A second option would be to try to build our way out of congestion. We could, of course, add new lanes to our motorways, widen roads in our congested city centres, and build new routes across the countryside. Certainly in some places new capacity will be part of the story. That is why we are widening the M25, M1 and M62. But I think people agree that we cannot simply build more and more roads, particularly when the evidence suggests that traffic quickly grows to fill any new capacity.

Tackling congestion in this way would also be extremely costly, requiring substantial sums to be diverted from other services such as education and health, or increases in taxes. If I tell you that one mile of new motorway costs as much as £30m, you'll have an idea of the sums this approach would entail.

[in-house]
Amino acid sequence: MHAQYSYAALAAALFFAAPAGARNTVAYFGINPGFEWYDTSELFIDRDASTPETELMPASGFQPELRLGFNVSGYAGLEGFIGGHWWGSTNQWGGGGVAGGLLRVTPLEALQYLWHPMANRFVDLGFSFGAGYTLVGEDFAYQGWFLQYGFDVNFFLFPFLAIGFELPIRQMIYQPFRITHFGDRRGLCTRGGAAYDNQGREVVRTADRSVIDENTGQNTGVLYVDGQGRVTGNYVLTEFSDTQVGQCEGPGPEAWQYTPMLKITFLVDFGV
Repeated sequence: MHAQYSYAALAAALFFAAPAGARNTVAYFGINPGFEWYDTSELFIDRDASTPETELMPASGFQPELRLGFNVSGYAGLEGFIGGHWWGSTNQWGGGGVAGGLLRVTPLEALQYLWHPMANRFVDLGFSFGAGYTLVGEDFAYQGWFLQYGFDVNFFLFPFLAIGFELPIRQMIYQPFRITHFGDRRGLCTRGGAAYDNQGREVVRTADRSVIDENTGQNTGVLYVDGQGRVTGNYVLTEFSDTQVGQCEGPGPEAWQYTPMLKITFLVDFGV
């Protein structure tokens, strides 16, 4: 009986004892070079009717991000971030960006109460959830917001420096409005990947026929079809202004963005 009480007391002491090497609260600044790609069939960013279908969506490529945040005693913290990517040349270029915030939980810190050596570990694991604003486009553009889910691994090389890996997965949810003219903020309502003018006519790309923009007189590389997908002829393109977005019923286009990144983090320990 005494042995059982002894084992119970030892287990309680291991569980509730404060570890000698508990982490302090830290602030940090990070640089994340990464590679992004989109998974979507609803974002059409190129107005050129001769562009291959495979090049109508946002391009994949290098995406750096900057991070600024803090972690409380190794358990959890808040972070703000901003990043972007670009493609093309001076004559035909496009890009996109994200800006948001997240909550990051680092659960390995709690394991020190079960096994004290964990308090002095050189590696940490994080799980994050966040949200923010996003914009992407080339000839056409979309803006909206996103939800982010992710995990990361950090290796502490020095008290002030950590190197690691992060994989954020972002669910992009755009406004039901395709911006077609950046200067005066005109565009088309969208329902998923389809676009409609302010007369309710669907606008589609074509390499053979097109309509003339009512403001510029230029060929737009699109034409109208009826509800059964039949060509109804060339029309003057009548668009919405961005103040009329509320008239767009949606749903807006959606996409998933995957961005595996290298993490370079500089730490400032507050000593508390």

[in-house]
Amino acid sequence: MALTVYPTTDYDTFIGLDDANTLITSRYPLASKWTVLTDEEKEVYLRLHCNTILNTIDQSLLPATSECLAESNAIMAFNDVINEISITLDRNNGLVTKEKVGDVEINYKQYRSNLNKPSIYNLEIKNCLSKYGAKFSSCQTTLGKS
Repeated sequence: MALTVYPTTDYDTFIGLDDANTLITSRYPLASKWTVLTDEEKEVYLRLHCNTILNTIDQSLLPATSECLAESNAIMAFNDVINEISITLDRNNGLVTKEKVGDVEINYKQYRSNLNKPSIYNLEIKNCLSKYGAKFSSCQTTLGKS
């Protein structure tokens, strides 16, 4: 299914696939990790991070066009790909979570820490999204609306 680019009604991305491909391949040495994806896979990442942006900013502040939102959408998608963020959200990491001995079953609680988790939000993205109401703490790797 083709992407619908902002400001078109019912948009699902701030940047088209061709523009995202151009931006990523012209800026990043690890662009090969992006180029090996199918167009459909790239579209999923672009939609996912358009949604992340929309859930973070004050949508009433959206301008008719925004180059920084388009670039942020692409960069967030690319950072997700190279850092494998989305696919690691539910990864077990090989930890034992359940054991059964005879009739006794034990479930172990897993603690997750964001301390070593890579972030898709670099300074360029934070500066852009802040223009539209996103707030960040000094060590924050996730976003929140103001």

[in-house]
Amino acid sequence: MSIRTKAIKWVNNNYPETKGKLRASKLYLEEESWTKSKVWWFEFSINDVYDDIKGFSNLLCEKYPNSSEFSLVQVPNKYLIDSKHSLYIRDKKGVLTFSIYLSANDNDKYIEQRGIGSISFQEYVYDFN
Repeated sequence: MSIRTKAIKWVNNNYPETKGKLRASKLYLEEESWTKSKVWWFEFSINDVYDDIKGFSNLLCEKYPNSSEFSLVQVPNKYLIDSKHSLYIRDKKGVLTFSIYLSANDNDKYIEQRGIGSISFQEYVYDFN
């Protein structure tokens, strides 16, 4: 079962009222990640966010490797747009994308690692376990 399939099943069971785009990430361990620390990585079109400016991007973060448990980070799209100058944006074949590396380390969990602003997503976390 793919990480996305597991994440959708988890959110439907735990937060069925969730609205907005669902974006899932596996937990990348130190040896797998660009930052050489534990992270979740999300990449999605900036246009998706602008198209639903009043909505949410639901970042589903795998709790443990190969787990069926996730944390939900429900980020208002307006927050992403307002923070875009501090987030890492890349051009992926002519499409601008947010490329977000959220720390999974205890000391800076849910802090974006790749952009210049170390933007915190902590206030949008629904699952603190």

That is why I believe that at least we need to explore the contribution road pricing can make to tackling congestion. It would not be in anyone's interests, especially those of motorists, to slam the door shut on road pricing without exploring it further.

It has been calculated that a national scheme - as part of a wider package of measures - could cut congestion significantly through small changes in our overall travel patterns. But any technology used would have to give definite guarantees about privacy being protected - as it should be. Existing technologies, such as mobile phones and pay-as-you-drive insurance schemes, may well be able to play a role here, by ensuring that the Government doesn't hold information about where vehicles have been. But there may also be opportunities presented by developments in new technology. Just as new medical technology is changing the NHS, so there will be changes in the transport sector. Our aim is to relieve traffic jams, not create a "Big Brother" society.